Yes, bananas (and other fruits) do have protein, but the amount they contain is minimal. Per Cronometer, one medium banana provides 105 calories and 1.3 grams of protein. Bananas are primarily a source of carbohydrate, not protein.
These are protein muffins not because of the banana, but because of the other high-protein ingredients they contain. The banana is there primarily as a source of natural sweetness, for taste, and for other nutritional benefits. For example, bananas are rich in vitamin B6, potassium, and fiber.
Are peanuts a good source of protein?
Peanuts can be considered a good source of protein by the FDA's standards. That said, animal-based proteins are superior in that they provide high-quality protein (and the lean options provide greater protein density per calorie).
Per Cronometer, one ounce of raw peanuts provides 160 calories and 7.3 grams of protein. Peanuts are technically a legume and are part of the MyPlate protein group. I used both peanut flour and chopped peanuts in this banana muffin recipe to really pack in the protein.
Other Recipes You May Enjoy
If you're looking for more high-protein and/or low-calorie breakfast recipes, you are in luck! Don't miss out on these:
- Proats Recipe: Egg White Oatmeal
- Baked Protein Oatmeal (with a Secret Ingredient!)
- Small Batch Banana Muffin (No Butter) This is a single-serve "regular" (not high-protein) banana muffin that runs around 100 calories. I recommend this muffin recipe if your goal is not specifically to increase your protein intake.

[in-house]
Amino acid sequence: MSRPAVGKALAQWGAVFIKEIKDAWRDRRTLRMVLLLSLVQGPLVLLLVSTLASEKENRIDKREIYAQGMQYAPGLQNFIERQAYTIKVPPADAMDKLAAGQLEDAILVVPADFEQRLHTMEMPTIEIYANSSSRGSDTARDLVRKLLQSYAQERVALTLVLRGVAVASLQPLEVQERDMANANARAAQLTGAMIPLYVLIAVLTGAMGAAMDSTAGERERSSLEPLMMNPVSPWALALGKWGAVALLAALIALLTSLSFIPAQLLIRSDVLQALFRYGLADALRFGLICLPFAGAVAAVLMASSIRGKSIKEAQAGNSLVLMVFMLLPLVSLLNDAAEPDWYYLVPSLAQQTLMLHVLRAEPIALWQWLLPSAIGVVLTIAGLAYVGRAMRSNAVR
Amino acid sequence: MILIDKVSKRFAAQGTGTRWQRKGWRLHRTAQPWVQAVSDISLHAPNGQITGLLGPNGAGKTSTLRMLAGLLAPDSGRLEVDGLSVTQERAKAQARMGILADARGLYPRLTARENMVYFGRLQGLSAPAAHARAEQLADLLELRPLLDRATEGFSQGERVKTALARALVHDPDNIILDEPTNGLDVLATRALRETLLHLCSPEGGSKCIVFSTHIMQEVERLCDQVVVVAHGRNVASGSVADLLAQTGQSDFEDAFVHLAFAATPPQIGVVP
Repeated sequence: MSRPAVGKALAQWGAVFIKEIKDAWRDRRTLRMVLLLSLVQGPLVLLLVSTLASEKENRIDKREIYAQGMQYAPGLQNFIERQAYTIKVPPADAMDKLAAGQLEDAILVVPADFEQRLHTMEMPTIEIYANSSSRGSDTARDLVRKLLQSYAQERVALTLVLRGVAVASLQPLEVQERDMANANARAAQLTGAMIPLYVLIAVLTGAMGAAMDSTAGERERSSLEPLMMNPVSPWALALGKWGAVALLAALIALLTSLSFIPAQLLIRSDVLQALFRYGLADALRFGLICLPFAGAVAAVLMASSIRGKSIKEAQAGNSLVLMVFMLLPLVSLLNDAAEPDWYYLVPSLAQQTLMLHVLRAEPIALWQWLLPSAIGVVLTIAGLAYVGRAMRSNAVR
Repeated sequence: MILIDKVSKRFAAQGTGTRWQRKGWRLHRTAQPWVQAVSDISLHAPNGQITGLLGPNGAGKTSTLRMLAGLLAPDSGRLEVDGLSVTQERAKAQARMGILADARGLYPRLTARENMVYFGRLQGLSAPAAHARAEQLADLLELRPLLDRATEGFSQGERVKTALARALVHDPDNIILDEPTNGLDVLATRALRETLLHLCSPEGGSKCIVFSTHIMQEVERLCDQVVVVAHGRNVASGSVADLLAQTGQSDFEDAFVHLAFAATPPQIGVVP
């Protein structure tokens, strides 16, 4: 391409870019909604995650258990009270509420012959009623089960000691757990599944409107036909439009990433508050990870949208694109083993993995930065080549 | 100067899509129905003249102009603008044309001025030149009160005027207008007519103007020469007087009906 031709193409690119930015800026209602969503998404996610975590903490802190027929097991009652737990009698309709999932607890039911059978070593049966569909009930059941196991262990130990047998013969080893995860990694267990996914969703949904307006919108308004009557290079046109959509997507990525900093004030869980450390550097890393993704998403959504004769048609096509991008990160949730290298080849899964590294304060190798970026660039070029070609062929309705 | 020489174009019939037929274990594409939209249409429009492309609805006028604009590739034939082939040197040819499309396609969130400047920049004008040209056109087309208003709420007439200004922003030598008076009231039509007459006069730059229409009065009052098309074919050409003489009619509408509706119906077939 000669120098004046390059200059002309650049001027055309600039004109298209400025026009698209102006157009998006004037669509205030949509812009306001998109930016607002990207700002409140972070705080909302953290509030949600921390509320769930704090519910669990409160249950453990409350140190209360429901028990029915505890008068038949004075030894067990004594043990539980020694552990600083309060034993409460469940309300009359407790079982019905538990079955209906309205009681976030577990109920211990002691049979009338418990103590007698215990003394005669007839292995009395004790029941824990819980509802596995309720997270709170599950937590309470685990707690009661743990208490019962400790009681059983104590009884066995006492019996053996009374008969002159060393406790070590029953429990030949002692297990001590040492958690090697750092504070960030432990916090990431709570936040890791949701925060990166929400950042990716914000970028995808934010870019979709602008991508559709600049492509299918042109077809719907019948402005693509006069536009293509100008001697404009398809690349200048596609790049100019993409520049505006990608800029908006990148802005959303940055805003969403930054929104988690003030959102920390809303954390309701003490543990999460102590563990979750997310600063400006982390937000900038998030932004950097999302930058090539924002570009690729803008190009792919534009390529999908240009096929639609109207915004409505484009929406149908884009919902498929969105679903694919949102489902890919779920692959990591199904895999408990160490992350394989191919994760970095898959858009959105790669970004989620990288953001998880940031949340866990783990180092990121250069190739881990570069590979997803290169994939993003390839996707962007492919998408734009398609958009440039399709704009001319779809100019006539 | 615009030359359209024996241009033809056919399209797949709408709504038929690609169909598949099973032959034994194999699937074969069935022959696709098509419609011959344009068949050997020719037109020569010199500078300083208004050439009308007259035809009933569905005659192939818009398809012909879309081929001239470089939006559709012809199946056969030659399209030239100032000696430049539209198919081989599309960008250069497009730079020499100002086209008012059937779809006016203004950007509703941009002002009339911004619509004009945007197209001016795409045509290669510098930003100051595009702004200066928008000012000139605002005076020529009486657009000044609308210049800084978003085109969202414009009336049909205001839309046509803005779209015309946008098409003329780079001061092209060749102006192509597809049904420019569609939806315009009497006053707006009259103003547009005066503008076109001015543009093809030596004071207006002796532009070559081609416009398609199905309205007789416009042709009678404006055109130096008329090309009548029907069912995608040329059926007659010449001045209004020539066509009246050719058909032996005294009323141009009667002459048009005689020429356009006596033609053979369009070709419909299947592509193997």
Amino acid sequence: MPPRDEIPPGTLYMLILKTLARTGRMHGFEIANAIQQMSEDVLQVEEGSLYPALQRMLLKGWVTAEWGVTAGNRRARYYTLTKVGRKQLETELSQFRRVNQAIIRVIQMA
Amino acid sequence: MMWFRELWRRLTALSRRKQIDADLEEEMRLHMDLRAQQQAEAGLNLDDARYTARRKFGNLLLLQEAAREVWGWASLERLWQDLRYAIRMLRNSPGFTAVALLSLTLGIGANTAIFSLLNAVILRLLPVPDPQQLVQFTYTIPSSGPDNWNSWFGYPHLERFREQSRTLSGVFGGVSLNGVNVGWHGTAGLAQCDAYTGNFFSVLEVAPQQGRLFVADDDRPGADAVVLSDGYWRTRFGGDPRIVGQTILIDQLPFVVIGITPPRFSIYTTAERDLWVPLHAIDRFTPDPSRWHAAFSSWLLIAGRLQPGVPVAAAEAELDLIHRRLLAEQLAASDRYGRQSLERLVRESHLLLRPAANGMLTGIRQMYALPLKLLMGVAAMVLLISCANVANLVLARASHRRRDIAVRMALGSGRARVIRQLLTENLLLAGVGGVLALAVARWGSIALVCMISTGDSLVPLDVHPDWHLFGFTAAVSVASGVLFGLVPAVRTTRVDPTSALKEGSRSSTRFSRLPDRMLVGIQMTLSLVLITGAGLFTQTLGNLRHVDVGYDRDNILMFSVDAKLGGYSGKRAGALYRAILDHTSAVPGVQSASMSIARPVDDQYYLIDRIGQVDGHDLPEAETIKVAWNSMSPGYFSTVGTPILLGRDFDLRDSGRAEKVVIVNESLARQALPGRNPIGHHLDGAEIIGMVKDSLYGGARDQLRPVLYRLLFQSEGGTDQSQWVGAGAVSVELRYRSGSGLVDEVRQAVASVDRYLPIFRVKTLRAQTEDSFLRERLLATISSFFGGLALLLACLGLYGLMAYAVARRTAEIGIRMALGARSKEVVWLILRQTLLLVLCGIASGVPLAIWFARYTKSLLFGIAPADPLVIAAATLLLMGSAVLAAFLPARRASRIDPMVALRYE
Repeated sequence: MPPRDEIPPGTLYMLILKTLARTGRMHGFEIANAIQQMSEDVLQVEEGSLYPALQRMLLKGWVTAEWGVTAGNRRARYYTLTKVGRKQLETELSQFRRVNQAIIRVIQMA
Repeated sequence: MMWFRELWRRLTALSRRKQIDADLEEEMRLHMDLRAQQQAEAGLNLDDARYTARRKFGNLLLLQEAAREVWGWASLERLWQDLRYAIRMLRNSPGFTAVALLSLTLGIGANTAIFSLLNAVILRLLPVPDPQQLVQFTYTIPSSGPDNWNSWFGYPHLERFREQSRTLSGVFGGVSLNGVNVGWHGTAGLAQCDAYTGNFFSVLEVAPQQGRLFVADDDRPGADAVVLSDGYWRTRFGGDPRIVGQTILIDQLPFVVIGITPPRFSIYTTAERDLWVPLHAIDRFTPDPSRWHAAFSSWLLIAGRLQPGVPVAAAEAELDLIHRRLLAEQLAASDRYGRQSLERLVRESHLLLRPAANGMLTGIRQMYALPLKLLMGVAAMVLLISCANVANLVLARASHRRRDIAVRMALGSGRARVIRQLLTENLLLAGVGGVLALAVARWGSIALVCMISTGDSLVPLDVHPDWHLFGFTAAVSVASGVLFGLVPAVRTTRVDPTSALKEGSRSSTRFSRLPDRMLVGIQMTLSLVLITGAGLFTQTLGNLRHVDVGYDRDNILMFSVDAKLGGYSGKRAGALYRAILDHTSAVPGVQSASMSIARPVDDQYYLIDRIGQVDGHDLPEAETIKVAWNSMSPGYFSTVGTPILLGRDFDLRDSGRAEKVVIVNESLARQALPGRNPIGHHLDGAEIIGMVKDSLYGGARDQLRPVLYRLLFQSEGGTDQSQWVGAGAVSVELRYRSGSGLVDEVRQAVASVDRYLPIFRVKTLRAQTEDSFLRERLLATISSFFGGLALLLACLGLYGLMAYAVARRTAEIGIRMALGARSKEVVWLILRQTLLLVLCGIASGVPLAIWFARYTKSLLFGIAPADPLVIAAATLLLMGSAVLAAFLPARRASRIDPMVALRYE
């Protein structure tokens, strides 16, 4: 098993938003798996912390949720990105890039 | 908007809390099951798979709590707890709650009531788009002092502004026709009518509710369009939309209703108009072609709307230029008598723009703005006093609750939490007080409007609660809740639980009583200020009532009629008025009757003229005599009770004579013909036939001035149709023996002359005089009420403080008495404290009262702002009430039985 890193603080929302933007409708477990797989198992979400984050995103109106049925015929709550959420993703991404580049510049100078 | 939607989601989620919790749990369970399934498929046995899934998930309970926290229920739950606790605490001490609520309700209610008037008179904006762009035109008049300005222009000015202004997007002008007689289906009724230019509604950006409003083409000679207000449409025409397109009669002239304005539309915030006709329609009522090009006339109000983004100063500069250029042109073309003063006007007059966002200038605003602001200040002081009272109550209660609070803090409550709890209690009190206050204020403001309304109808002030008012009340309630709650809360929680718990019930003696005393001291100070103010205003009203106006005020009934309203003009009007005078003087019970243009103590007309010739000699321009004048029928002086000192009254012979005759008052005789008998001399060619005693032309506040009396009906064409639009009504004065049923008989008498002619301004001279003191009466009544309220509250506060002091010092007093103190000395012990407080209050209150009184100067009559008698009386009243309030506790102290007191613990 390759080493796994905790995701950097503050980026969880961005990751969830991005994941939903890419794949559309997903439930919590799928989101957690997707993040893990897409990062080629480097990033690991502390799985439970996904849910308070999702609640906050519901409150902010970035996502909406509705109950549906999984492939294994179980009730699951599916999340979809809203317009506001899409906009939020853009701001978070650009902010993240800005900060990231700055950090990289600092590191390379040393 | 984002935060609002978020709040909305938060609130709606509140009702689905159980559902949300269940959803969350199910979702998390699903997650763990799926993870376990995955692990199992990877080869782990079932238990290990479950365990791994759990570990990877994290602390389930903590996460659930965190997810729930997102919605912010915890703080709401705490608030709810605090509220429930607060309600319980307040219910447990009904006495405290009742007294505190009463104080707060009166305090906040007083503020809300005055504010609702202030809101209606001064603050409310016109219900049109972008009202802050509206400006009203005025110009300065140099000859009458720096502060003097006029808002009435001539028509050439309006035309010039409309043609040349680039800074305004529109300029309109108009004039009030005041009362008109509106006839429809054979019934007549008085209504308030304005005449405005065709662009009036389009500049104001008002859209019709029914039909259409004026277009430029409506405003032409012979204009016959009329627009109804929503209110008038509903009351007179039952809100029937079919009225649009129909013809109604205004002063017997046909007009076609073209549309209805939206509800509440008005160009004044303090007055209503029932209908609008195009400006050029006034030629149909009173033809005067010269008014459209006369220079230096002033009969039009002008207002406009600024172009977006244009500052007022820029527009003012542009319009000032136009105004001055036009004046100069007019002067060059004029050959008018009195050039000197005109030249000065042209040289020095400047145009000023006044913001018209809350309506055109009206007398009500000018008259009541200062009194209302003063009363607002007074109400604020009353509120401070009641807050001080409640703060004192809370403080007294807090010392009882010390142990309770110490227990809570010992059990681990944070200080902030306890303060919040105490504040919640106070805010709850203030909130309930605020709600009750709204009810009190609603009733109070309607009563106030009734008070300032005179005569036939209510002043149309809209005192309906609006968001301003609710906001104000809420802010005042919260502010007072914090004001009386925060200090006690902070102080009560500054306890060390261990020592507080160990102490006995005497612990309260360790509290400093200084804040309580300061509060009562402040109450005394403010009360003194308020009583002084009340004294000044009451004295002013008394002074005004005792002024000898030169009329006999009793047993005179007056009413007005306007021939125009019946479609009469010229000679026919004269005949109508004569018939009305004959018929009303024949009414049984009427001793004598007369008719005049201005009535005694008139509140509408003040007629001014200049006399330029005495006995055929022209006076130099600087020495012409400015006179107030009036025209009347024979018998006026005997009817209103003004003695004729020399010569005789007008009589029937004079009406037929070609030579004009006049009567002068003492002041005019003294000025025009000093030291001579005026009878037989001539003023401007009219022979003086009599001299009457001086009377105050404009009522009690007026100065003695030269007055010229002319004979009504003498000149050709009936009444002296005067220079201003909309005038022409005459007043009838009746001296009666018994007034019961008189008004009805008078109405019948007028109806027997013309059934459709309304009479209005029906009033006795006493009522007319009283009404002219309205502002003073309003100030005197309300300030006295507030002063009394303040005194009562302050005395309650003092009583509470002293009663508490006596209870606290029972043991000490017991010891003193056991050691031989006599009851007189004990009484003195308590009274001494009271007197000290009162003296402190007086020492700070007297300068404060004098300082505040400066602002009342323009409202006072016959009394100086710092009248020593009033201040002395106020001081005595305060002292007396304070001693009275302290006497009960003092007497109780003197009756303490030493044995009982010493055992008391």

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And now for the disclaimer…
All recipes on this website may or may not be appropriate for you, depending on your medical needs and personal preferences. Consult with a registered dietitian or your physician if you need help determining the dietary pattern that may be best for you.
The nutrition information is an estimate provided as a courtesy. It will differ depending on the specific brands and ingredients that you use. Calorie information on food labels may be wildly inaccurate, so please don't sweat the numbers too much.
For more information on how the three recipe levels may help with a weight management goal, refer to this post. Let's get cooking!
Banana Protein Muffins | No Added Sugar!
- 2 tablespoons mashed banana, very ripe
- 2 tablespoons egg white
- 2 tablespoons defatted peanut flour (choose one with no added sugar)
- ¼ teaspoon baking powder
- 1 teaspoon dark cocoa powder
- ½ teaspoon ground flaxseed
- 1 teaspoon instant dry milk powder
- ½ teaspoon avocado oil
- 1 tablespoon chopped peanuts (for topping)
- cooking oil spray of choice
- Preheat the oven to 425°F. Put a muffin paper in one compartment of your muffin tin and mist it with the cooking spray.
- Combine the flour, milk powder, baking powder, cocoa powder, and ground flax in one bowl. Combine the banana, egg white, and oil in a second bowl. Dump your wet ingredients into your dry ingredients, and stir until combined.
- Put the mixture into the oiled muffin paper that is in your muffin tin.
- Top with the chopped peanuts, pressing them into the batter slightly.
- Bake for 12-15 minutes on the top rack of the oven (⅓ down). When finished baking, a toothpick inserted into the center of the muffin will come out clean or with crumbs. The exact cooking time will depend on how watery the banana you started with was.
- For the best texture, let your muffin cool to room temperature before eating.
This is a level 3 recipe (weight maintenance and active lifestyles). I've given this recipe the bump to level 3 due to the use of flour. However, you may find this muffin recipe far more satiating than most muffins due to its high protein content. I packed as much protein density as possible into this muffin with these ingredients specifically:
- Egg white
- Peanut flour
- Flax meal
- Chopped peanuts
- Instant milk powder